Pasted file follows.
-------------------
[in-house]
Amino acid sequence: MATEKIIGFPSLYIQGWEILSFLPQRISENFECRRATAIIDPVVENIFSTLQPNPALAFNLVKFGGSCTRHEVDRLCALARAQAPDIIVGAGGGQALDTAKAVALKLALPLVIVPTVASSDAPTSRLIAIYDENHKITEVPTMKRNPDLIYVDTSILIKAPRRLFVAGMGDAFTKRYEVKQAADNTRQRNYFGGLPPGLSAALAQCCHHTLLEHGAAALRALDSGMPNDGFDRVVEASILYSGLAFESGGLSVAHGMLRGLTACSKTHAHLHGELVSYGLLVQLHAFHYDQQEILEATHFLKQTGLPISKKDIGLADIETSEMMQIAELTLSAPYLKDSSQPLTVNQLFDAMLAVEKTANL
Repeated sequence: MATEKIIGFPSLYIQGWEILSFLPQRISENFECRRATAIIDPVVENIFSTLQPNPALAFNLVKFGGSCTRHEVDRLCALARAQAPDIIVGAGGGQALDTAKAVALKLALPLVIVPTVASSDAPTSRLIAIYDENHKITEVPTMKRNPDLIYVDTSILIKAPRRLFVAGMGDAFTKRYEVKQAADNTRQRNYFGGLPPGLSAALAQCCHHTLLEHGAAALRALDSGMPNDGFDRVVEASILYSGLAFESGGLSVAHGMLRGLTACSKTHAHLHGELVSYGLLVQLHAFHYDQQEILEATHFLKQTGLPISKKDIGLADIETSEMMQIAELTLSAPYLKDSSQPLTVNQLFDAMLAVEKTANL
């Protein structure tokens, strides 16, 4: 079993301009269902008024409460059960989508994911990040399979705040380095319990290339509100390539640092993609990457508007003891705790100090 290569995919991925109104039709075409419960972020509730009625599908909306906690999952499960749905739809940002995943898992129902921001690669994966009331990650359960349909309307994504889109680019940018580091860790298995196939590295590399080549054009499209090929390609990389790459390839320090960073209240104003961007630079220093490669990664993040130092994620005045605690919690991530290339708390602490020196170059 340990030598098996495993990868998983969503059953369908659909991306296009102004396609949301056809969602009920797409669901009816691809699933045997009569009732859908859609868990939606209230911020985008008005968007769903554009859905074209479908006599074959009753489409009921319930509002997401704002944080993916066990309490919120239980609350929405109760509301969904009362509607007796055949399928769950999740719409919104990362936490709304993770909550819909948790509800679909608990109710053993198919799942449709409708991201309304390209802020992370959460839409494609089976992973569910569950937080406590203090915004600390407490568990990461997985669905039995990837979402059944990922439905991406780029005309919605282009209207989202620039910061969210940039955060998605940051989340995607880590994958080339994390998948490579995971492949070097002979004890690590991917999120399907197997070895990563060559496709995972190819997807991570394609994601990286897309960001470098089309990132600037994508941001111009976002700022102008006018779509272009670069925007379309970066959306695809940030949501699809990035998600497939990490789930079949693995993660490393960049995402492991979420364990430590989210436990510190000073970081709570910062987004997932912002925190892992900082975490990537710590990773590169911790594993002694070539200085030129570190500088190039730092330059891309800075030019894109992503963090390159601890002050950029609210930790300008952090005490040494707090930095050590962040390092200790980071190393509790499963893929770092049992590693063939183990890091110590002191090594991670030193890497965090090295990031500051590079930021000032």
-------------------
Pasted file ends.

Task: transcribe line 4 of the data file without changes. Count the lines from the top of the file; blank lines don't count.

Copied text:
């Protein structure tokens, strides 16, 4: 079993301009269902008024409460059960989508994911990040399979705040380095319990290339509100390539640092993609990457508007003891705790100090 290569995919991925109104039709075409419960972020509730009625599908909306906690999952499960749905739809940002995943898992129902921001690669994966009331990650359960349909309307994504889109680019940018580091860790298995196939590295590399080549054009499209090929390609990389790459390839320090960073209240104003961007630079220093490669990664993040130092994620005045605690919690991530290339708390602490020196170059 340990030598098996495993990868998983969503059953369908659909991306296009102004396609949301056809969602009920797409669901009816691809699933045997009569009732859908859609868990939606209230911020985008008005968007769903554009859905074209479908006599074959009753489409009921319930509002997401704002944080993916066990309490919120239980609350929405109760509301969904009362509607007796055949399928769950999740719409919104990362936490709304993770909550819909948790509800679909608990109710053993198919799942449709409708991201309304390209802020992370959460839409494609089976992973569910569950937080406590203090915004600390407490568990990461997985669905039995990837979402059944990922439905991406780029005309919605282009209207989202620039910061969210940039955060998605940051989340995607880590994958080339994390998948490579995971492949070097002979004890690590991917999120399907197997070895990563060559496709995972190819997807991570394609994601990286897309960001470098089309990132600037994508941001111009976002700022102008006018779509272009670069925007379309970066959306695809940030949501699809990035998600497939990490789930079949693995993660490393960049995402492991979420364990430590989210436990510190000073970081709570910062987004997932912002925190892992900082975490990537710590990773590169911790594993002694070539200085030129570190500088190039730092330059891309800075030019894109992503963090390159601890002050950029609210930790300008952090005490040494707090930095050590962040390092200790980071190393509790499963893929770092049992590693063939183990890091110590002191090594991670030193890497965090090295990031500051590079930021000032």